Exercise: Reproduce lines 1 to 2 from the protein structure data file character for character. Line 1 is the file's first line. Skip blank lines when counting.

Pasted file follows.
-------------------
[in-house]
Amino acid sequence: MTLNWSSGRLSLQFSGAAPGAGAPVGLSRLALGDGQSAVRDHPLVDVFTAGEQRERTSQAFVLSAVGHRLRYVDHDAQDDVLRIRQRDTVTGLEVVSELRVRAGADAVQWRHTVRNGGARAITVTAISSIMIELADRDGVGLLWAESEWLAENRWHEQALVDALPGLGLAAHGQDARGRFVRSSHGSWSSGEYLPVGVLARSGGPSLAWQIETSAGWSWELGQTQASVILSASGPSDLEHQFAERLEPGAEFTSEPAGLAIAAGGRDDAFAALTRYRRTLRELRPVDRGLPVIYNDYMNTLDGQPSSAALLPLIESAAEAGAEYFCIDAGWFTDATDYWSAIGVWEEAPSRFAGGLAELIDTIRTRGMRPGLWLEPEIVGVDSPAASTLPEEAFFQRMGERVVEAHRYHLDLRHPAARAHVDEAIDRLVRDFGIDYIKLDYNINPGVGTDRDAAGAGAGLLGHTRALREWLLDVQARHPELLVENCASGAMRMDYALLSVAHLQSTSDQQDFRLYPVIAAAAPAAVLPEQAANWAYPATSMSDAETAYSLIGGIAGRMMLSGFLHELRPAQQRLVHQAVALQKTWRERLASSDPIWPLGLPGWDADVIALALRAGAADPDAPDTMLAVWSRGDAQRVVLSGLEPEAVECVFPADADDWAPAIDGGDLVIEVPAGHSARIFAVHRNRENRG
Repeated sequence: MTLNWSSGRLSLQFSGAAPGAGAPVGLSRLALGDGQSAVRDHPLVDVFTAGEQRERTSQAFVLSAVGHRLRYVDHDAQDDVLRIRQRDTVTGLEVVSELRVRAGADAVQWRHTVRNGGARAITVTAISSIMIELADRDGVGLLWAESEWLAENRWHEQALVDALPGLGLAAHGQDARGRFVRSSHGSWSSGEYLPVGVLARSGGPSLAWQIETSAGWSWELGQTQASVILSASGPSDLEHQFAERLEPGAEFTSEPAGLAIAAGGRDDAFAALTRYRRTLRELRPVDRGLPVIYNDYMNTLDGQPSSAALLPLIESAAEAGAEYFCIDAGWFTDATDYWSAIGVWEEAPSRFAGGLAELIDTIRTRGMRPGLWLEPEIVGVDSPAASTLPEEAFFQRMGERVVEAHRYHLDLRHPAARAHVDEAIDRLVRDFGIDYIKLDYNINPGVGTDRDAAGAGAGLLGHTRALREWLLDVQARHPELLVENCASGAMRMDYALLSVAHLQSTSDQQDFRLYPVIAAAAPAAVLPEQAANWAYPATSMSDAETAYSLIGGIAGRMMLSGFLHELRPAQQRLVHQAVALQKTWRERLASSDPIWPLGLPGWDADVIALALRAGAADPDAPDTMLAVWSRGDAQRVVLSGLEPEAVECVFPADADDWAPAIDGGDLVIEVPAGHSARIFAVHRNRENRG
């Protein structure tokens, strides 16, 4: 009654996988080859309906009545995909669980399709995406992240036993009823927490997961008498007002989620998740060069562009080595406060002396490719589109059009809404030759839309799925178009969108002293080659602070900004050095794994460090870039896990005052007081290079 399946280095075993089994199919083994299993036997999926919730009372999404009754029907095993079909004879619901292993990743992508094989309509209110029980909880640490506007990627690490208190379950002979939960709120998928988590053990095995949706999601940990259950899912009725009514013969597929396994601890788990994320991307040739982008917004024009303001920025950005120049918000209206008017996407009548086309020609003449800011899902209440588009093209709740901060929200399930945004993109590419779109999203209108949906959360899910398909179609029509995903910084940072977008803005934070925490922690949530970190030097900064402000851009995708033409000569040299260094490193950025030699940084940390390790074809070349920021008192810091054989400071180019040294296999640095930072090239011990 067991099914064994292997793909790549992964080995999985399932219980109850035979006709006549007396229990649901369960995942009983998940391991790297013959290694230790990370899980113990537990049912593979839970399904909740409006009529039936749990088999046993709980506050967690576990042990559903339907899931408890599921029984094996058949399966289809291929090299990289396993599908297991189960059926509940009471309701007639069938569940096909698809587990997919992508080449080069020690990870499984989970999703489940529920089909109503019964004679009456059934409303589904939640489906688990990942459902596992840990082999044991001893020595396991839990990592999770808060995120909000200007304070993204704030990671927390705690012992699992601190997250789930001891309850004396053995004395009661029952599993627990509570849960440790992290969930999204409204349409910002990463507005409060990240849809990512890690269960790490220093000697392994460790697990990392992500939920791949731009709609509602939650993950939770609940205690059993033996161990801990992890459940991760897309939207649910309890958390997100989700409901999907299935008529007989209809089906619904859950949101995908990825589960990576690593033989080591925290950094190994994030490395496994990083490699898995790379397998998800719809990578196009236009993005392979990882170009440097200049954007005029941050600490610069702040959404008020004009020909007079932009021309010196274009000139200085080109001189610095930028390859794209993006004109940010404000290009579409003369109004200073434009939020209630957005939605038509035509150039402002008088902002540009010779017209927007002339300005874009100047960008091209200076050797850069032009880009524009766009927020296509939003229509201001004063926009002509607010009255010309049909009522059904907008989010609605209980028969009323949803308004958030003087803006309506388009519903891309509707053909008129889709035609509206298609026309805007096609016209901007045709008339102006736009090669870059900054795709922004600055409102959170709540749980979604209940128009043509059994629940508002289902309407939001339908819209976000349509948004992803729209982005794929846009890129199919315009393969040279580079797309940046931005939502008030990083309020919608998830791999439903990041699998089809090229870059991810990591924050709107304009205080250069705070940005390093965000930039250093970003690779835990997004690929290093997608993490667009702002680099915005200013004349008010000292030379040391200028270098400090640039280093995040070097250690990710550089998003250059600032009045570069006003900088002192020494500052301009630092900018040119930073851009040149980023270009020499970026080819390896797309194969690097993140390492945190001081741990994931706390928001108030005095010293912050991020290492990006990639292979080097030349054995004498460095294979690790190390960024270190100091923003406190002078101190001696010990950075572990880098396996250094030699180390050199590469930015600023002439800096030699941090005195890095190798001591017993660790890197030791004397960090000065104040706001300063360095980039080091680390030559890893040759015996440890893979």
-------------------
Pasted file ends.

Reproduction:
[in-house]
Amino acid sequence: MTLNWSSGRLSLQFSGAAPGAGAPVGLSRLALGDGQSAVRDHPLVDVFTAGEQRERTSQAFVLSAVGHRLRYVDHDAQDDVLRIRQRDTVTGLEVVSELRVRAGADAVQWRHTVRNGGARAITVTAISSIMIELADRDGVGLLWAESEWLAENRWHEQALVDALPGLGLAAHGQDARGRFVRSSHGSWSSGEYLPVGVLARSGGPSLAWQIETSAGWSWELGQTQASVILSASGPSDLEHQFAERLEPGAEFTSEPAGLAIAAGGRDDAFAALTRYRRTLRELRPVDRGLPVIYNDYMNTLDGQPSSAALLPLIESAAEAGAEYFCIDAGWFTDATDYWSAIGVWEEAPSRFAGGLAELIDTIRTRGMRPGLWLEPEIVGVDSPAASTLPEEAFFQRMGERVVEAHRYHLDLRHPAARAHVDEAIDRLVRDFGIDYIKLDYNINPGVGTDRDAAGAGAGLLGHTRALREWLLDVQARHPELLVENCASGAMRMDYALLSVAHLQSTSDQQDFRLYPVIAAAAPAAVLPEQAANWAYPATSMSDAETAYSLIGGIAGRMMLSGFLHELRPAQQRLVHQAVALQKTWRERLASSDPIWPLGLPGWDADVIALALRAGAADPDAPDTMLAVWSRGDAQRVVLSGLEPEAVECVFPADADDWAPAIDGGDLVIEVPAGHSARIFAVHRNRENRG